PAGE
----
Tomorrow I will be speaking to Mrs. Jean LaVave’s kindergarten class in Shell Lake. Mrs. LaVave teaches the children about monarch biology. I have been invited to her class for many years now. It makes me proud to see happy children who are monarch butterfly advocates.

I’ll wear my butterfly shirt, hand appliqued by Myna Atkinson. She is an elder master needlewoman. God bless all our butterfly friends. I couldn’t flutter without them.

This county story starts under a plant

  • test4Writer and butterfly fan

Frank Zufall

Writer and butterfly fan

Mary Ellen Ryall is surrounded by photos and her journal used to document the emergence of a monarch butterfly in her garden in 2003, which eventually became the story for My Name is Butterfly.

Posted: Wednesday, December 21, 2011 8:31 am | Updated: 11:51 am, Thu Dec 22, 2011.

BY FRANK ZUFALL | 0 comments

For those looking for a Christmas gift inspired by a Washburn County story, one idea is My Name is Butterfly, a book written by Mary Ellen Ryall, director of Happy Tonics, the organization behind the Monarch Butterfly Habitat in Shell Lake.

Ryall wrote the story based on personal observations in her Minong garden in 2003.

“I saw this chrysalis under a bean plant, attached to the bottom of the bean leaf,” she said. “I thought, ‘What in heaven’s name is this?'”

She took a photo of the chrysalis and sent it to a friend in Ohio. “She said, ‘Mary-Ellen, do you realize you have a monarch butterfly chrysalis there?'”

From ground level, Ryall studied and observed the chrysalis change to adult butterfly.

“While I was there I had my bottle of water and this notepad,” she said. “I kept wondering, ‘What is she trying to teach me?’ I had no idea why I was having this experience, and I wrote down even about that.”

Ryall said a rabbit had eaten part of the leaf where the chrysalis was anchored, so she constructed a little fence around the bean plant.

“If that rabbit had come back one more day, I wouldn’t even have a chrysalis left.”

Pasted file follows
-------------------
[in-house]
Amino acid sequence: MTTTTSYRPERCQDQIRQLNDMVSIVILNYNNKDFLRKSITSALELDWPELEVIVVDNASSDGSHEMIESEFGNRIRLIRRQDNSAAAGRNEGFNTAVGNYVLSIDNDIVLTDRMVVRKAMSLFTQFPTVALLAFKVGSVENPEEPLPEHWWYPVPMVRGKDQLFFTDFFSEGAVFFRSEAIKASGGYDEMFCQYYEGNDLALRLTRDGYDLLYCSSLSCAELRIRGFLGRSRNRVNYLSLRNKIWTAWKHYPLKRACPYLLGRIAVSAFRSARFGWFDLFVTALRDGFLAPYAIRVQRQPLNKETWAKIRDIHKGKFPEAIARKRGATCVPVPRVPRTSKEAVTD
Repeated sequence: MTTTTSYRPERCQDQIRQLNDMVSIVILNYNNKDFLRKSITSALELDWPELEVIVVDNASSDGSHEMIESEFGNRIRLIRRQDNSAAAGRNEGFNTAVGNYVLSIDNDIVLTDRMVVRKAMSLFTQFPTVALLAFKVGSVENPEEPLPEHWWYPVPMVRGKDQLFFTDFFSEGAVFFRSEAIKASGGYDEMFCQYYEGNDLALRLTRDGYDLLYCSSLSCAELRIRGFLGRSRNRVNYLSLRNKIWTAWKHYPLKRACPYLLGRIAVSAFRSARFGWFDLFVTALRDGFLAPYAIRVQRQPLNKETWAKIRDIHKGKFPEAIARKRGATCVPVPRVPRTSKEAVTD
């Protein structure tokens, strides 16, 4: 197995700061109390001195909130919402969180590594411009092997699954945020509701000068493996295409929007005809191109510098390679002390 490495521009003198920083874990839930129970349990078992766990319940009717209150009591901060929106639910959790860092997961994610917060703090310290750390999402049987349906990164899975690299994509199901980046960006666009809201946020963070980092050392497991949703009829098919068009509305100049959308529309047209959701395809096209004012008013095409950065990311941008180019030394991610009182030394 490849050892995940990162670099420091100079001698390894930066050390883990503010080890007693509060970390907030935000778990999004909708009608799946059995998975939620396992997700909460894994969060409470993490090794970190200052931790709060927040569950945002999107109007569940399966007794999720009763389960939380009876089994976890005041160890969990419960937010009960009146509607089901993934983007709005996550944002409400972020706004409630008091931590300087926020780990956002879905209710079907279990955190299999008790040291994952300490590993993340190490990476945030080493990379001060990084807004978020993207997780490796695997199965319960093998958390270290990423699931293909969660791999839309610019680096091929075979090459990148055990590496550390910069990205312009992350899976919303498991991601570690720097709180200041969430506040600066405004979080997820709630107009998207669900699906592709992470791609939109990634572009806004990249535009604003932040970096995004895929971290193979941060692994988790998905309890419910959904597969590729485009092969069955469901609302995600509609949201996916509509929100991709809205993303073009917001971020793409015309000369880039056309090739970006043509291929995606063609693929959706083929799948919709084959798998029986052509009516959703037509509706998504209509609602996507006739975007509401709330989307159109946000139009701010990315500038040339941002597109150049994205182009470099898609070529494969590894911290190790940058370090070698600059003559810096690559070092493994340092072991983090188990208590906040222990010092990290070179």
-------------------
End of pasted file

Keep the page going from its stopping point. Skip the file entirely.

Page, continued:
When the chrysalis turned dark, Ryall knew the butterfly was about to emerge.

“This is the very first time the butterfly comes out. Her wings were completely wet,” she said, “and I was with her for three hours. That’s how long it takes for a butterfly’s wings to dry out. They try to climb higher and higher to reach the sun, to get their wings dried. They pump fluids from abdomen to wings to do that.”

Ryall recalls the butterfly’s journey toward the sun: “And then the butterfly tried to climb up the bean pole, but the top of the plant had been eaten by the rabbit. She climbed to another plant and she went to a sunflower. She almost fell down. She had to right herself.”

During the climb, Ryall saw the male butterfly fold its wings back to let the underside dry.

“I’ve never seen a shot like that before,” Ryall said about the photograph she took of the butterfly.

“Then he gets up tall on this sunflower, and that’s when he flew away.”

From her Minong garden, Ryall shared her journal observations and photos with Patrick Shields, an English professor at Lac Courte Oreilles Ojibwe Community College.

“He said, ‘Knowing you, that butterfly will be immortal,'” she said.

The journal notes were transformed in what Ryall calls a “creative, non-fiction” story – her experience but with other characters: a young girl and her mother.

Publishing

After the story was written, Ryall looked for a publisher. In a twist of fate, a publisher’s granddaughter volunteered at the Happy Tonics office

“Her grandmother came in one day and said, ‘I heard you wrote a story about a butterfly, about a monarch.’ I said, ‘I did,’ and she said, ‘Can I see it?'”

The publisher was Lindy Casey of Salt of the Earth Press, a small publisher from Northern Wisconsin focusing on books for children, the environment, organic gardening, recipes.

Ryall left Casey alone in the Happy Tonics office with the manuscript while Ryall visited the Shell Lake library.

“When I came back, she said, ‘This is important work. I’m going to publish it.'”

After a deal was struck, Stevie Marie Aubuchon-Mendoza of Las Vegas, Nev., was chosen to illustrate the book.

To help the illustrator, Ryall asked Minong’s Cassie Thompson and her mother, Tanya, to recreate scenes from the story which Ryall photographed.

“I told her [Cassie] to wear a baseball cap and she said, ‘I don’t wear a baseball cap.’ I said, ‘In this story she does wear a baseball cap.'”

Cassie takes on the character Sara Reynolds who goes out to the garden and finds a butterfly egg and then a caterpillar.

In the story, Mom cautions Sara to leave the new life alone and also teaches Sara new terms, like pupae.

“Her mother teaches her [Sara] while the butterfly teaches her the actual life cycle, so it’s the butterfly telling the story, basically, and getting more information from her mother.”

Coloring book

Following My Name is Butterfly, Ryall and a graphic designer from Alexandria, Va. created a publishing house called Butterfly Women Publishing.

The first publishing project, due out this spring for Earth Day, is a coloring book of Monarch butterflies illustrated by Gordon artist Mora McCusker.

“There are so many people I can reach locally. If I want the greater message to get out there, I have to get it published,” said Ryall. “That’s why we created the publishing house, so we could get some of my essays and manuscripts out there. If my life is short and sweet, this will be something of me to leave on this planet.”

Book

My Name is Butterfly is available at Amazon.com or by visiting www.happytonics.org.